Diabetes Research-Curing Diabetes

Introduction

Curing diabetes is shrouded in misinformation. According to Dr. David R. Hawkins, Ph.D., most people are kept in the dark regarding this subject. Diabetes, particularly type 2 diabetes, has reached a pandemic level globally. After acquiring type 2 diabetes, rather than being taught about curing diabetes, suffers are prescribed pharmaceutical drugs: a persistent approach of many medical doctors. That approach to treating the diabetes by doctors is maintained because diabetics mostly don’t listen to advice about lifestyle changes and are often not willing to invest the time and effort needed for curing diabetes. But is there sufficient evidence to confirm that the approach of managing type 2 diabetes with drugs is the best solution for victims of the condition? The total amount spent each year by most developed nations on diabetes far exceeds the GDP of smaller and most undeveloped nations. For example, the United States alone spends over quarter of a billion dollars a year on diabetes treatment alone, not factoring the cost of treating diseases triggered by the diabetes, such as heart disease, stroke, blindness, and impotence.

Most diabetics don’t know that pre-diabetes is the sign of oncoming full-blown diabetes. According to experts, if the current trend of acquiring diabetes continues, by the year 2040, 1.8 billion people around the world will be diabetic. This diabetes research paper focuses on the recognition by certain diabetes researchers that the consumption of refined sugar may be the main cause of pre-diabetes, type 2 diabetes mellitus (T2DM), and obesity. A natural solution is also being given for tackling these conditions.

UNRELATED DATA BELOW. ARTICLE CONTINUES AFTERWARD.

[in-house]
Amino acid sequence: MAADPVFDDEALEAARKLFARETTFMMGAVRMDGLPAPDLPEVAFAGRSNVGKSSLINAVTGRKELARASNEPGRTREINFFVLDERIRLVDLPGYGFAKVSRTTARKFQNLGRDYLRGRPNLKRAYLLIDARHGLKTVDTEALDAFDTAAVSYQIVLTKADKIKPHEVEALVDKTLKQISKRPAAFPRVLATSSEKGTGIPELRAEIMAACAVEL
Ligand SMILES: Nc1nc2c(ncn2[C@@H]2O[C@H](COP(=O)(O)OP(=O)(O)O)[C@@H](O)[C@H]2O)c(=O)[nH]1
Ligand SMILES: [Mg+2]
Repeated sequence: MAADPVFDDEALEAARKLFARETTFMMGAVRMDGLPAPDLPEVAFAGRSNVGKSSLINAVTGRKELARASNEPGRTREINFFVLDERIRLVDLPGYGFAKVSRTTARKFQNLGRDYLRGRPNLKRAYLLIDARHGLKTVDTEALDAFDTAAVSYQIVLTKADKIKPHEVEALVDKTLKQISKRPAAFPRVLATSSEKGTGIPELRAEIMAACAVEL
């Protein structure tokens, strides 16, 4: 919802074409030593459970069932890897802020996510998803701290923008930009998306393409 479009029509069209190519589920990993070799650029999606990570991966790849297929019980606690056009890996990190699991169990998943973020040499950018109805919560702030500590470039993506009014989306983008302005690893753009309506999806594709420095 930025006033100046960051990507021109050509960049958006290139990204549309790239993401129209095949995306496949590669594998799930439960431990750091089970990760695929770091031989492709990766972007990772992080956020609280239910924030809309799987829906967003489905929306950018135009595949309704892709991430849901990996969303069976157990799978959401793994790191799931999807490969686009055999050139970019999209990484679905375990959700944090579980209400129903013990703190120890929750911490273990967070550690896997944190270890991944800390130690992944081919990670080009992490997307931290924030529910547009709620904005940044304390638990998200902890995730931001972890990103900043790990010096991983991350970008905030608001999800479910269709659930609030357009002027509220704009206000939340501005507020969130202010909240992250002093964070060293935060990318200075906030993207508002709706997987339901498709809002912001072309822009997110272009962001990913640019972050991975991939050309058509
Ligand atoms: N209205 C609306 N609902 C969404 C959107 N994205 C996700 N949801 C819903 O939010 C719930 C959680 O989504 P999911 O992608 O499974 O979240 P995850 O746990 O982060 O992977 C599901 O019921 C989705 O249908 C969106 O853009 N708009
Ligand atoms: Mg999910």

Hypothesis

Dieting, exercise, and supplementation with vitamins in one’s diet can bring about the curing of diabetes mellitus, as well as pre-diabetes, and obesity.

Metabolizing sugar

When sugar is consumed, it converts into the simple sugar, glucose. Then, insulin—a hormone produced by the pancreas—transports the glucose to the cells of the body to be used as energy that fuels the body.

Research linking sugar consumption to type 2 diabetes and obesity

Researchers from the Stanford University School of Medicine, the University of California-Berkley, and the University of California-San Francisco examined data on sugar availability and diabetes rates from 175 countries over the past decade. After counting for obesity and a large array of other factors, the researchers found that increased sugar in a population’s food supply was linked to higher diabetes rates, independent of obesity rates. Their study was published on Feb. 27, 2013 in PLOS ONE.

During the mid-eighties, most developing nations had very little access to refined sugar beverages. During the same period, pre-diabetes and diabetes type 2 was relatively unknown in these nations, even amongst those with higher education. From the year 2015 to 2019, my research found that most beverage stores carry more sugar-sweetened beverages than bottled water. During the same period, cases of diabetes increased.